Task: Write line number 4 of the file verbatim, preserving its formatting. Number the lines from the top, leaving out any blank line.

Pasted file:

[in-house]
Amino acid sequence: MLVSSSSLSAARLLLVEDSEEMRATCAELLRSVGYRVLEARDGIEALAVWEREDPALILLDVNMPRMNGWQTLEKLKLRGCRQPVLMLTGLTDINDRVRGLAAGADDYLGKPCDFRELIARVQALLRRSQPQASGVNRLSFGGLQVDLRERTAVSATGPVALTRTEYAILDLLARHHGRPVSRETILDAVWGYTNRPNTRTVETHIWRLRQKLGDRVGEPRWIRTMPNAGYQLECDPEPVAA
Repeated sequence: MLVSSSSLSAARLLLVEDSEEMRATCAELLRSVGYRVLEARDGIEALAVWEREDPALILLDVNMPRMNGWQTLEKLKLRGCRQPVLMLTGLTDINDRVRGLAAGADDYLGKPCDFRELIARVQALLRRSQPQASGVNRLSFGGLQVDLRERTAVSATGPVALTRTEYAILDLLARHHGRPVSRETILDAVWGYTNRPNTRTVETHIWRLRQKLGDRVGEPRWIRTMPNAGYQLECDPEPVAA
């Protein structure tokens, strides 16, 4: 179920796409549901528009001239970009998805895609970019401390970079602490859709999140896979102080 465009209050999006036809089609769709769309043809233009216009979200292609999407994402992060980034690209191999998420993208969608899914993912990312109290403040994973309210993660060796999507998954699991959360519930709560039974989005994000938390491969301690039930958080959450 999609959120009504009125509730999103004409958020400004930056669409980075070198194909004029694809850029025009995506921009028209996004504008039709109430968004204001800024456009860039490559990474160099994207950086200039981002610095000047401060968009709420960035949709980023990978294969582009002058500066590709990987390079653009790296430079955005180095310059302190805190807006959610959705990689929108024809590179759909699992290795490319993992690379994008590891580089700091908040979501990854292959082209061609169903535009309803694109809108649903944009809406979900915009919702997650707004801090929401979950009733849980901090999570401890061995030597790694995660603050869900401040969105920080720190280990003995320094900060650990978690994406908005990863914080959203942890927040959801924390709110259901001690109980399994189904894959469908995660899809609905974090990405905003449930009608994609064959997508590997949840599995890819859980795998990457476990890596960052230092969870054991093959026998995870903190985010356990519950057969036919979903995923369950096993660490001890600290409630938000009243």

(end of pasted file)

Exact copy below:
């Protein structure tokens, strides 16, 4: 179920796409549901528009001239970009998805895609970019401390970079602490859709999140896979102080 465009209050999006036809089609769709769309043809233009216009979200292609999407994402992060980034690209191999998420993208969608899914993912990312109290403040994973309210993660060796999507998954699991959360519930709560039974989005994000938390491969301690039930958080959450 999609959120009504009125509730999103004409958020400004930056669409980075070198194909004029694809850029025009995506921009028209996004504008039709109430968004204001800024456009860039490559990474160099994207950086200039981002610095000047401060968009709420960035949709980023990978294969582009002058500066590709990987390079653009790296430079955005180095310059302190805190807006959610959705990689929108024809590179759909699992290795490319993992690379994008590891580089700091908040979501990854292959082209061609169903535009309803694109809108649903944009809406979900915009919702997650707004801090929401979950009733849980901090999570401890061995030597790694995660603050869900401040969105920080720190280990003995320094900060650990978690994406908005990863914080959203942890927040959801924390709110259901001690109980399994189904894959469908995660899809609905974090990405905003449930009608994609064959997508590997949840599995890819859980795998990457476990890596960052230092969870054991093959026998995870903190985010356990519950057969036919979903995923369950096993660490001890600290409630938000009243």